American Sniper is A Good Movie But The Book is Amazing

American Sniper was a fantastic movie. Clint Eastwood, partnering up with Bradley Cooper, made an epic film about the war in Iraq and its impact on Navy SEAL Chris Kyle. It was gritty, dark at times, and contrary to what many outspoken liberals (like the ignorant Michael Moore) said, it didn’t romanticize war.

Unlike many recently released war movies, American Sniper wasn’t a military film meant to entice its viewers into joining the Army or Marines. It was raw, and very real. It showed just how vicious a toll multiple deployments into battle can have on a man’s life, both professionally and personally. Between The Imitation Game and American Sniper, the two films should clean up this year at the Oscars.

But, as good as the movie American Sniper was, it pales in comparison to the book…

Written by Chris Kyle before he was murdered, and with commentary from his wife throughout, the book American Sniper is the definition of a page-turner.

American Sniper

Why the book American Sniper is better than the Movie

There were numerous key details and life changing moments in Chris Kyle’s journey that were left out of the movie, but written about at length in his book. There were hair raising gun battles also left out of the movie. I’ll give you one example:

A group of ‘insurgents’ were trying to cross a river in order to surprise Marines on the battlefield. They were heavily armed and all done up in body army, ready to ambush Americans. Kyle was on a rooftop overlooking the battle terrain when he spotted the insurgents. He noticed they were contemplating ways to cross the river, but the odds seemed stacked against them given that they did not have a boat. Kyle wrote that they pulled out beach balls and proceeded to use them as floaties to try and cross the river. Numerous insurgents per beach ball…

The insurgents were a long way away from where Kyle was set up, so he came up with a unique strategy.

With more than a dozen insurgents and less than half the beach balls, Kyle decided to go with an unconventional approach. He set his aim on the first beach ball, which three or so insurgents were clinging to – hoping it would float them across the river so they could ambush Marines. Pop! He took out the first beach ball. Then the second. He writes how the insurgents proceeded to claw at each other hoping to stay alive by desperately clinging to the last beach ball… there were too many insurgents and too few beach balls when Kyle was done. I’ll leave it at that.

Kyle also explains the dynamics of the enemy in his book. While the media portrayed the war as a US versus Iraqi rebels, that was far from the actual story. Kyle explains that it was a mosaic of enemies fighting the US and its allies. He said rebels came from Iran, Syria, Tunisia, Iraq and other Middle East nations. And while they all weren’t fighting together, there goal was the same: kill as many Americans as possible in order to take control of the power vacuum.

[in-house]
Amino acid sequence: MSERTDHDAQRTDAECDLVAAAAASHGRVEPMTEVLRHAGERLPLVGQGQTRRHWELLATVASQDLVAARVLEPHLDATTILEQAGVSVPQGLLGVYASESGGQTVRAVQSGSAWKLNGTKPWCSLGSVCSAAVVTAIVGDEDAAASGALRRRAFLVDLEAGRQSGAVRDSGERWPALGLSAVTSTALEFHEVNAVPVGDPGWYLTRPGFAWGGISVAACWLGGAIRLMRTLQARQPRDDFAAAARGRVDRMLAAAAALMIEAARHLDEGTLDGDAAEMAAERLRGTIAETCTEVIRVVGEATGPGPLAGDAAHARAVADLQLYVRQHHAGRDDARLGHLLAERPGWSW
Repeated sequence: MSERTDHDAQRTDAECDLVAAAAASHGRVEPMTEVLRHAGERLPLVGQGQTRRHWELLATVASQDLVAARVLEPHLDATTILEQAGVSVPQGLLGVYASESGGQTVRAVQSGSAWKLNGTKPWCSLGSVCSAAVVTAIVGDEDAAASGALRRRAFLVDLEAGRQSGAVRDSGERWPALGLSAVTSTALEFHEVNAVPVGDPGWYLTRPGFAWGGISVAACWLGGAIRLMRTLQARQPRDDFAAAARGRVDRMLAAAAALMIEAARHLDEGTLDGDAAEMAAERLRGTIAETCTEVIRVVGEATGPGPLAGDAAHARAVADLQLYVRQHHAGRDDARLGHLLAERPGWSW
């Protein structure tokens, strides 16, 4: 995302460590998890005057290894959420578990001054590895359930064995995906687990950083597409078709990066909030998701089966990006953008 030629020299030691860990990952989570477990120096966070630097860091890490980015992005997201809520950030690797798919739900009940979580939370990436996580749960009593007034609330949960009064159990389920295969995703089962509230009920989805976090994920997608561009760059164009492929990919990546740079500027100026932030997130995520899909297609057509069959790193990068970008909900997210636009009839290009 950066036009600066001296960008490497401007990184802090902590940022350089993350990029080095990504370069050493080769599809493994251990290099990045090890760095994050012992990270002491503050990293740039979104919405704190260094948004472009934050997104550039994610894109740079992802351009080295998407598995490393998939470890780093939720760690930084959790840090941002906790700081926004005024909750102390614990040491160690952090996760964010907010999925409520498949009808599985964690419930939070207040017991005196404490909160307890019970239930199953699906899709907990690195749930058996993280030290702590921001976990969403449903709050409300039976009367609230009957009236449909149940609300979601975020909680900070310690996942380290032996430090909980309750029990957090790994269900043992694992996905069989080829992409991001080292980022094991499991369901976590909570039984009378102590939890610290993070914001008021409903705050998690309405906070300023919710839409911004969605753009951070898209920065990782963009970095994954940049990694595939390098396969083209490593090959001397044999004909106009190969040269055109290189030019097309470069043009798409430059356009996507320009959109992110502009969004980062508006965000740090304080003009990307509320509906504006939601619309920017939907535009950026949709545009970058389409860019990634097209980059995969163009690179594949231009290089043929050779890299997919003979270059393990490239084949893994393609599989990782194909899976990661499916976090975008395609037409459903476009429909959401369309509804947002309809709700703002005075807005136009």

* Many say Iran was the greatest beneficiary of the Iraq invasion given that Nouri al-Maliki rose to become Prime Minister until 2014. He was viewed as an Iranian puppet.

Kyle also explains how a large contingent of the insurgents were nothing more than drug addicted cowards. He wrote how many of them used drugs to build up enough courage to fight. Nevertheless, he explained, their cowardly instincts almost always took over during firefights. And despite the insurgents claiming it was a holy war of sorts, they didn’t take issue using women or children as shields. They often hid out in Mosques as well, knowing that American troops viewed places of worship as out of bounds.

A really cool component to Kyle’s book was how the updated version provided commentary from his wife. This was a great addition to the book. To show the real time impacts on what Kyle’s multiple deployments to Iraq were having on his family life, his wife provided brutally honest commentary about how she was feeling and her struggles with Chris’ decisions.

On one page Kyle wrote about a specific battle that took place in Iraq (writing with a real time perspective on the fight), and then I flipped the page and his wife had written how she was feeling at that very moment, unaware of what Chris was up to. This was really unique. I’d never read a book that incorporated this type of dual narrative, and it really unveiled the challenges the couple faced because of Chris’ unwavering dedication to his job as a soldier.

I read American Sniper over the holidays and highly encourage you to pick up a copy. If you enjoyed the movie, you will love the book. It’s one of a kind. Click here to grab your copy now.

Stay hungry,
Aaron Hoddinott signature




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